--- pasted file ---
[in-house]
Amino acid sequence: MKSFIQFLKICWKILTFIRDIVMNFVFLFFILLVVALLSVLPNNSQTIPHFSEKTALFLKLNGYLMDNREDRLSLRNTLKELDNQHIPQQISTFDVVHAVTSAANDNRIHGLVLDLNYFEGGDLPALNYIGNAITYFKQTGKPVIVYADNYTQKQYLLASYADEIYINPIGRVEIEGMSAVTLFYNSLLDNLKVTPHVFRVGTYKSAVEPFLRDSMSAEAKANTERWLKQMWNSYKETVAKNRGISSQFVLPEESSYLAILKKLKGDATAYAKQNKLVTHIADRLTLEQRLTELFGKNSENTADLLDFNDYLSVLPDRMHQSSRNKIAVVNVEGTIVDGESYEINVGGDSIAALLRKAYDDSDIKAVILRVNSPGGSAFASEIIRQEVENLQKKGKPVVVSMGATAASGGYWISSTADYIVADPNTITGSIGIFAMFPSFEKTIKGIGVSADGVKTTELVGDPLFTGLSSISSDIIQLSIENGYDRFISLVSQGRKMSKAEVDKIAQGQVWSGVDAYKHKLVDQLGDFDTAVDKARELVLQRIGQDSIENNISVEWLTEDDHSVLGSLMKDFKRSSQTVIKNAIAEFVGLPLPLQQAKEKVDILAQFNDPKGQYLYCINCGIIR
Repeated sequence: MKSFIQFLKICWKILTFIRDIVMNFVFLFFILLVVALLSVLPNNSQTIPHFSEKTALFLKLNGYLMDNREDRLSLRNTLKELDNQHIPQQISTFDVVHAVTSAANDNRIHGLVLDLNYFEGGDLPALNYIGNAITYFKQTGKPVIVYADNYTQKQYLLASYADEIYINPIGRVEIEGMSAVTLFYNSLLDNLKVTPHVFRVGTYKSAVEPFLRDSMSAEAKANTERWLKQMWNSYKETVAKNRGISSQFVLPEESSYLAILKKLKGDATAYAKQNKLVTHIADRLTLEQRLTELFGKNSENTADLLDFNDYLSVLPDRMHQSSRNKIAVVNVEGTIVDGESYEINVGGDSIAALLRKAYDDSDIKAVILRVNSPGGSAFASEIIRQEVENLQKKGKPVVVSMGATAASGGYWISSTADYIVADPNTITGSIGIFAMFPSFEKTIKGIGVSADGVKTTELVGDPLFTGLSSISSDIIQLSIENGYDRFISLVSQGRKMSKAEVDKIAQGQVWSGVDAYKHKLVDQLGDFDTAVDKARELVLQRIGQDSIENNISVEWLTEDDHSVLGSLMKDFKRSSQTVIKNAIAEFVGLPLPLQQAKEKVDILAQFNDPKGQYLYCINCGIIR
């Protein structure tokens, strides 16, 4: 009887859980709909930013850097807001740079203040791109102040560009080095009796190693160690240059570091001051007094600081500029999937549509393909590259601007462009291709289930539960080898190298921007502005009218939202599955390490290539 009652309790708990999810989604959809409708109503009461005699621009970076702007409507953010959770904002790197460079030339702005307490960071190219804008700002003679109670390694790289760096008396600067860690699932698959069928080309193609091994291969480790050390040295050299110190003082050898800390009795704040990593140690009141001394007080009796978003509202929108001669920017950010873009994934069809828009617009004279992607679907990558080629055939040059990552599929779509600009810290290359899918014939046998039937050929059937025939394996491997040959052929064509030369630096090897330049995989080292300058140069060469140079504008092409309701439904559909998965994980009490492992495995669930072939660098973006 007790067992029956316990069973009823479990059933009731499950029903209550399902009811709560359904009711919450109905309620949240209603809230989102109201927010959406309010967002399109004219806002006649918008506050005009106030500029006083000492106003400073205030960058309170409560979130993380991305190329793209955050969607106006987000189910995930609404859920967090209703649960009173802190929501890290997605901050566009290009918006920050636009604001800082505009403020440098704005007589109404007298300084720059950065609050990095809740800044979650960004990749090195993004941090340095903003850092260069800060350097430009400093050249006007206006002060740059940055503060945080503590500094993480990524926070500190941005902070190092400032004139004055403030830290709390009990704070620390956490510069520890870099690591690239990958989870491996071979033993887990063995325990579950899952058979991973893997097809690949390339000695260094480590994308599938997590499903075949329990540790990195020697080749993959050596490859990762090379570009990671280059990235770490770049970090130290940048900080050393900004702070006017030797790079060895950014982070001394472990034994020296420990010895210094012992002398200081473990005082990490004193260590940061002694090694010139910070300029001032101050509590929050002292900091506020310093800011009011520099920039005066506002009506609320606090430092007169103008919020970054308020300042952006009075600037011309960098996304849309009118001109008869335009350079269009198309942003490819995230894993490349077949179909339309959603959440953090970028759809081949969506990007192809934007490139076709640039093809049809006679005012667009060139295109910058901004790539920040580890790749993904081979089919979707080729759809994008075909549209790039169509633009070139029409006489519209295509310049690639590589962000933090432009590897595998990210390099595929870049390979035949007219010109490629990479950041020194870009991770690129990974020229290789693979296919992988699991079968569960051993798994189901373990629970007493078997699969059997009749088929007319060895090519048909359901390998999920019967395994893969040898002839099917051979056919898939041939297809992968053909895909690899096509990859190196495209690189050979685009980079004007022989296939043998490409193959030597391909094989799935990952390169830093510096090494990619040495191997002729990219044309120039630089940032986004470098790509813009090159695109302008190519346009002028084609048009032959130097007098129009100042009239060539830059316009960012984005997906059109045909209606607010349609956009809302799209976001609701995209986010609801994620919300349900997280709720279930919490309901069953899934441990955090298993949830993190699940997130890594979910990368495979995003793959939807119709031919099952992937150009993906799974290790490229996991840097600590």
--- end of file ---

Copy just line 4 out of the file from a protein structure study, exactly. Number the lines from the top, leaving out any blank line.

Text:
């Protein structure tokens, strides 16, 4: 009887859980709909930013850097807001740079203040791109102040560009080095009796190693160690240059570091001051007094600081500029999937549509393909590259601007462009291709289930539960080898190298921007502005009218939202599955390490290539 009652309790708990999810989604959809409708109503009461005699621009970076702007409507953010959770904002790197460079030339702005307490960071190219804008700002003679109670390694790289760096008396600067860690699932698959069928080309193609091994291969480790050390040295050299110190003082050898800390009795704040990593140690009141001394007080009796978003509202929108001669920017950010873009994934069809828009617009004279992607679907990558080629055939040059990552599929779509600009810290290359899918014939046998039937050929059937025939394996491997040959052929064509030369630096090897330049995989080292300058140069060469140079504008092409309701439904559909998965994980009490492992495995669930072939660098973006 007790067992029956316990069973009823479990059933009731499950029903209550399902009811709560359904009711919450109905309620949240209603809230989102109201927010959406309010967002399109004219806002006649918008506050005009106030500029006083000492106003400073205030960058309170409560979130993380991305190329793209955050969607106006987000189910995930609404859920967090209703649960009173802190929501890290997605901050566009290009918006920050636009604001800082505009403020440098704005007589109404007298300084720059950065609050990095809740800044979650960004990749090195993004941090340095903003850092260069800060350097430009400093050249006007206006002060740059940055503060945080503590500094993480990524926070500190941005902070190092400032004139004055403030830290709390009990704070620390956490510069520890870099690591690239990958989870491996071979033993887990063995325990579950899952058979991973893997097809690949390339000695260094480590994308599938997590499903075949329990540790990195020697080749993959050596490859990762090379570009990671280059990235770490770049970090130290940048900080050393900004702070006017030797790079060895950014982070001394472990034994020296420990010895210094012992002398200081473990005082990490004193260590940061002694090694010139910070300029001032101050509590929050002292900091506020310093800011009011520099920039005066506002009506609320606090430092007169103008919020970054308020300042952006009075600037011309960098996304849309009118001109008869335009350079269009198309942003490819995230894993490349077949179909339309959603959440953090970028759809081949969506990007192809934007490139076709640039093809049809006679005012667009060139295109910058901004790539920040580890790749993904081979089919979707080729759809994008075909549209790039169509633009070139029409006489519209295509310049690639590589962000933090432009590897595998990210390099595929870049390979035949007219010109490629990479950041020194870009991770690129990974020229290789693979296919992988699991079968569960051993798994189901373990629970007493078997699969059997009749088929007319060895090519048909359901390998999920019967395994893969040898002839099917051979056919898939041939297809992968053909895909690899096509990859190196495209690189050979685009980079004007022989296939043998490409193959030597391909094989799935990952390169830093510096090494990619040495191997002729990219044309120039630089940032986004470098790509813009090159695109302008190519346009002028084609048009032959130097007098129009100042009239060539830059316009960012984005997906059109045909209606607010349609956009809302799209976001609701995209986010609801994620919300349900997280709720279930919490309901069953899934441990955090298993949830993190699940997130890594979910990368495979995003793959939807119709031919099952992937150009993906799974290790490229996991840097600590």